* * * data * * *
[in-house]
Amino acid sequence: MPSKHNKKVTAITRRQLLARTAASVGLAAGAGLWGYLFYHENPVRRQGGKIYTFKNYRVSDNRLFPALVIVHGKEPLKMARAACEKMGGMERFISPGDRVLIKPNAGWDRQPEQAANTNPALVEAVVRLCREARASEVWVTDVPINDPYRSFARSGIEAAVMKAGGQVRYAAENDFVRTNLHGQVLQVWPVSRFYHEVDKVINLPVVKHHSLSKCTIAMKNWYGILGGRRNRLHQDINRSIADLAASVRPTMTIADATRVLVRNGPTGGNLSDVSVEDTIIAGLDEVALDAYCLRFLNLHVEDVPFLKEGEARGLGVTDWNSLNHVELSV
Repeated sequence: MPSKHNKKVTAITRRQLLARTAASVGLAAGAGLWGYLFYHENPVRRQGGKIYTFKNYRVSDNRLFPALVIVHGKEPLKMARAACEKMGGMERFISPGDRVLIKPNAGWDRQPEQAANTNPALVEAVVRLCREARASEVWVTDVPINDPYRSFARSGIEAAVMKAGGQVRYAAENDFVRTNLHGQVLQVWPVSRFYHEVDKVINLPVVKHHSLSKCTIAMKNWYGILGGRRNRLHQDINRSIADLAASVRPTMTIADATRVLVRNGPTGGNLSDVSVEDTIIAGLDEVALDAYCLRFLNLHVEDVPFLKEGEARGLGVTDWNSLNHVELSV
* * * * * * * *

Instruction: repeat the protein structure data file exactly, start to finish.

[in-house]
Amino acid sequence: MPSKHNKKVTAITRRQLLARTAASVGLAAGAGLWGYLFYHENPVRRQGGKIYTFKNYRVSDNRLFPALVIVHGKEPLKMARAACEKMGGMERFISPGDRVLIKPNAGWDRQPEQAANTNPALVEAVVRLCREARASEVWVTDVPINDPYRSFARSGIEAAVMKAGGQVRYAAENDFVRTNLHGQVLQVWPVSRFYHEVDKVINLPVVKHHSLSKCTIAMKNWYGILGGRRNRLHQDINRSIADLAASVRPTMTIADATRVLVRNGPTGGNLSDVSVEDTIIAGLDEVALDAYCLRFLNLHVEDVPFLKEGEARGLGVTDWNSLNHVELSV
Repeated sequence: MPSKHNKKVTAITRRQLLARTAASVGLAAGAGLWGYLFYHENPVRRQGGKIYTFKNYRVSDNRLFPALVIVHGKEPLKMARAACEKMGGMERFISPGDRVLIKPNAGWDRQPEQAANTNPALVEAVVRLCREARASEVWVTDVPINDPYRSFARSGIEAAVMKAGGQVRYAAENDFVRTNLHGQVLQVWPVSRFYHEVDKVINLPVVKHHSLSKCTIAMKNWYGILGGRRNRLHQDINRSIADLAASVRPTMTIADATRVLVRNGPTGGNLSDVSVEDTIIAGLDEVALDAYCLRFLNLHVEDVPFLKEGEARGLGVTDWNSLNHVELSV